The union effort prompted my discovery of an egregious pay discrepancy, which I brought up with male writers and editors to their either mild interest or argumentative dismissal.
Posts Tagged: gawker
Wil Wheaton created quite a fuss last month with an essay about Huffington Post’s request to republish an essay from his blog sans payment. When we called attention to a Salon article discussing paid versus unpaid creative work, Gawker had a “got you” moment, pointing out that The Rumpus doesn’t pay its writers....more
A French novel by Grégoire Delacourt featuring a character who looks like Scarlett Johannson will be translated and published in the UK next month. In The First Thing You See, a French mechanic meets a woman who he thinks is Scarlett Johansson, but she merely looks like the famous actress....more
After Racket Teen, the First Look Media startup for which he was working, failed, Alex Pareene joined Gawker, where he holds the “amusingly vague title of ‘Special Projects Editor.’” Here’s his idea, in Spy Magazine-like tradition:
Over the next few weeks, I plan to work closely with site leads, editors and reporters from all the Gawker Media sites to identify the perfect targets — the most obnoxious puffed-up blowhards, sanctimonious poobahs, corrupt gatekeepers, venal officials, and credulous watchdogs in each site’s respective fields — and dream up entertaining ways to embarrass or expose them.
“When as a young person you lose all your bearings, all your reference points, when the gap between where you were and where you are is as vast as the one that yawned between the DR and the US, you’re going to struggle mightily to explain not only what happened but also to explain oneself.
Lena Dunham launched her collection of personal essays, Not that Kind of Girl, yesterday. At NPR, the filmmaker, actress, and author discusses oversharing, sexual assault, and pornography. Dunham did not get through the week without controversy, though. Gawker wrote up a click-bait attack on Dunham criticizing her book tour....more
Samuel “Chip” Delany’s penned the landmark 800 page science fiction tri-sexual space novel, any number of short stories set through all corners of the galaxy, and a craft book Junot Diaz calls “a measure of what all criticism and literature should aspire to be, but what you might not know is that he also wrote for Wonder Woman:....more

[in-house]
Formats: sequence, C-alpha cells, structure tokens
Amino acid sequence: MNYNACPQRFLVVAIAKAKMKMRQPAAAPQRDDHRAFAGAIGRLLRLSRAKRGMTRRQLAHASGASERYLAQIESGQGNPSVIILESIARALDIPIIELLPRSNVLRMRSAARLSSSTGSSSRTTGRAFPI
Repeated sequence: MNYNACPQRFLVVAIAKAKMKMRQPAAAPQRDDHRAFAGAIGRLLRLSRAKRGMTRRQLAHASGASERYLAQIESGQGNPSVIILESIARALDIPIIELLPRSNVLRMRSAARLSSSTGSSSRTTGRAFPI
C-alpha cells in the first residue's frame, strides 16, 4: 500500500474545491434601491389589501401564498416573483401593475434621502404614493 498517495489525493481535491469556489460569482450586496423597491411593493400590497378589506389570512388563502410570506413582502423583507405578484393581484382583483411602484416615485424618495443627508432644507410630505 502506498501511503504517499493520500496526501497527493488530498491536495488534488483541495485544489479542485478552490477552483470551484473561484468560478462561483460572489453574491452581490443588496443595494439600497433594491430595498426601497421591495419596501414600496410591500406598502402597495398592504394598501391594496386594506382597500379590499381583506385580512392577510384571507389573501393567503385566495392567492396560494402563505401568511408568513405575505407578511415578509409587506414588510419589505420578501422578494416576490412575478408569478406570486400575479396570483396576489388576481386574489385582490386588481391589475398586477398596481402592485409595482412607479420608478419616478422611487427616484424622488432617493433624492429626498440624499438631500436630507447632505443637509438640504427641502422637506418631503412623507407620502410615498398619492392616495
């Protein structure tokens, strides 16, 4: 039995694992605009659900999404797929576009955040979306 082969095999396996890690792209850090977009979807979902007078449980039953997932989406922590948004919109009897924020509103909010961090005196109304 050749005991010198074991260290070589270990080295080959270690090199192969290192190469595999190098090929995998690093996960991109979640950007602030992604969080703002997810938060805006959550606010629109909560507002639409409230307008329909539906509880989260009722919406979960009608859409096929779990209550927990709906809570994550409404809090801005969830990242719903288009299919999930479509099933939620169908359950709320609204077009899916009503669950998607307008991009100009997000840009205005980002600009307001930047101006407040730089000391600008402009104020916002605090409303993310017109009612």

“It feels like cheating,” Larissa Pham says in a Gawker essay titled “In My Shopping Cart,” “to write about culture by writing about food.”
But it reads like anything but cheating. Pham wheels us through the grocery aisles of her memory, pointing out the Vietnamese food her family made with American ingredients, childhood treats with forgotten names, and the unexpected privilege of growing up with first-generation American cuisine....more
Tom Scocca, features editor at Gawker takes on the “newest weapon in the arsenal of privileged” in his recent essay. In response, Malcolm Gladwell writers over at The New Yorker that Being Nice Isn’t Really So Aweful:
In being nice to the world, the writer obliges the world to be nice to him.
We are waiting to see if the city will understand what the community already does: that Marcus Books is a historical landmark; that it is San Francisco; that it is the Fillmore’s best self. If they do, perhaps the store can stay.
Gawker reports on a London movie theater’s new tactic to keep moviegoers well behaved. The Prince Charles theater offers free movies to those who agree to don a black leotard, covering their entire body, and maintain order throughout the screening. If audience members begin to talk, use their phones, or behave in any other distracting manner, the “cinema ninjas” will attack....more
“What the Gawker ethos (i.e., the sneer) comes down to is this: Everyone is a phony, except presumably those writers at Gawker who labor tirelessly to point out this phoniness (think Holden Caulfield gone a little sour, and getting a little old).”
At Slate, Katie Roiphe critiques Gawker, providing an analysis of their mode of operations....more
This week, the book blogs are obsessed.
They really, really want to tell you everything about William Vollman and Thomas Pynchon and their new wondrous masterpieces of weird. I love both authors and look forward to reading both books, but this week, the blogs talked so incessantly about them that I will make this roundup a Vollman and Pynchon free zone, with one exception....more